Surprisingly, even though bamboo batting is also made from a plant fibre, it has a softer stitching action with the needle passing through the quilt sandwich almost as easily as the wool & wool mix battings.
 
A word of warning here though, don’t be tempted to pre-wash bamboo batting, it needs to be stabilised inside the quilt before washing.
So, although I am a machine quilter, and do very little hand quilting,  wool or wool mix batting would be my choice for hand quilting. 

Hand quilting

Cotton batting creates a static relationship with cotton fabric so that it “sticks” to the fabric. This can be useful when quilting on a domestic machine, provided the quilt is flat and has been well basted before hand.  
 
However the static relationship is not desired when quilting with a longarm machine where the quilt & batting are moving independently of each other. In this situation the static relationship can form tucks & pleats very easily.

Quilting with a longarm machine means that the 3 quilt parts move independently until they are actually quilted together

The other factor to consider is the finished appearance of the quilt.
Do you like a quilt to have a traditional fluffy appearance or a flatter smoother texture?
You will achieve a traditional fluffy result by using a cotton batting that has not been pre-washed, as this will allow the shrinkage resulting in the first wash to puff up around the quilted stitching. 
Wool, wool mix & bamboo battings do not seem to have this same effect so the quilting texture will stay very much as it was when first quilted.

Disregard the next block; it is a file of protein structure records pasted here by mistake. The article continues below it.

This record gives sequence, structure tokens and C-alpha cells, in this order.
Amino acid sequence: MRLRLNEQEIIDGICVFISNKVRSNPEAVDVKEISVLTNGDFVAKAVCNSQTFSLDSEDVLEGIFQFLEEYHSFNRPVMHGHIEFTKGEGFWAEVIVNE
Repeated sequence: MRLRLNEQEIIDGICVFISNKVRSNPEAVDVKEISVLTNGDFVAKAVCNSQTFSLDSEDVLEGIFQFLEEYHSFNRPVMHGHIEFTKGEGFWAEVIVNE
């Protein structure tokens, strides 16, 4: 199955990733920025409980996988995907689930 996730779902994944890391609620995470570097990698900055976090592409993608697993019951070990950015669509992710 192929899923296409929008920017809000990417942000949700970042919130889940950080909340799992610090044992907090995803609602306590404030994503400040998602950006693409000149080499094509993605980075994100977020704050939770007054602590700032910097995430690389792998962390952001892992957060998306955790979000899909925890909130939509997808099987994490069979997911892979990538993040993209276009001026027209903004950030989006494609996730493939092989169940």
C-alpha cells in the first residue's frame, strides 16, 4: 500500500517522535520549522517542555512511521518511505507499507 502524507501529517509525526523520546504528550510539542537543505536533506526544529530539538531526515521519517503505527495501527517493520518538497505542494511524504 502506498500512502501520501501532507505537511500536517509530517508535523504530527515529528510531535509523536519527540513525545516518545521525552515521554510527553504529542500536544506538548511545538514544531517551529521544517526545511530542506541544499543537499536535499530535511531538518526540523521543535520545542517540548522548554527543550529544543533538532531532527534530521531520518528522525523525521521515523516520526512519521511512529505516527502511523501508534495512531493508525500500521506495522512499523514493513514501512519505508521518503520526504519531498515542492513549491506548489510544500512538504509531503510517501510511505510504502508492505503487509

So you can see,  “best” statements should always be put into context so that you can see how the writer/speaker works, and understand why their choice of batting is best for that person/job. 
 
 

What fun … making Christmas postcards from fabric & thread

Last week I played truant, and stole an hour away from work commitments, to stitch out some Christmas postcards. I had been wanting to try out a technique for stitching fabric postcards on the Longarm for quite some, so the festive season was the perfect opportunity.

I loaded some plain fabric on the quilting frame & marked it into a 7″ grid to give me a rough spacing for placing the design. A sewline marker was perfect for this step.

Mark out a grid pattern to help with the placement of the design.

I then selected a Christmas design from my IntelliQuilter digital quilting patterns. In this case I used a pretty holly wreath (unfortunately it didn’t have a name on the file so I cannot acknowledge the designer)

I chose a pretty holly leaf wreath for the Christmas postcards

It took a little bit of playing to find the optimum settings to stitch out so that I got the desired  look. I was using Cotton Mako’ Ne 12 in the needle, and Cotton mako’ Ne 28 in the bobbin and I wanted a 6″ block that looked hand stitched.

Wow! Look at the Cotton Mako' Ne 12 stitching out

Wow! Look at the Cotton Mako' Ne 12 stitching out

I eventually settled on the following settings on the Machine:
IntelliStitch Motor speed: slow  (4 to 5 setting in continuous stitch)
IntelliQuilter: Speed = 0.9 & Detail = 0.9 

I was using Cotton Mako’ Ne 12 so I also changed my standard MR3.5 needle and put in a larger MR4.5 to allow for the thicker thread.

The machine was plodding along very slowly but I  just loved the result and I was able to set up a production line to stitch out 10 designs in quick succession.

The production line. Next time I would not worry about stitching out the grid lines as it is easier to cut the squares apart and finish them individually

Once they were stitched it was just a matter of cutting them apart and finishing the edges and voila …. 10 fabric postcards for the friendship group.

One of ten finished fabric postcards!

Did I say that I just love the effect? I am now dreaming up lots more projects to use Cotton mako’ Ne 12 for the stitch outs.

Use Cotton Mako' Ne 12 for the needle and Cotton Mako' Ne 28 for the bobbin to get a hand embroidered look with the sewing machine.

PS:  You could do the same thing on a domestic machine by just adjusting the top tension, using a bigger needle, increasing the stitch length and stitching at a slower speed.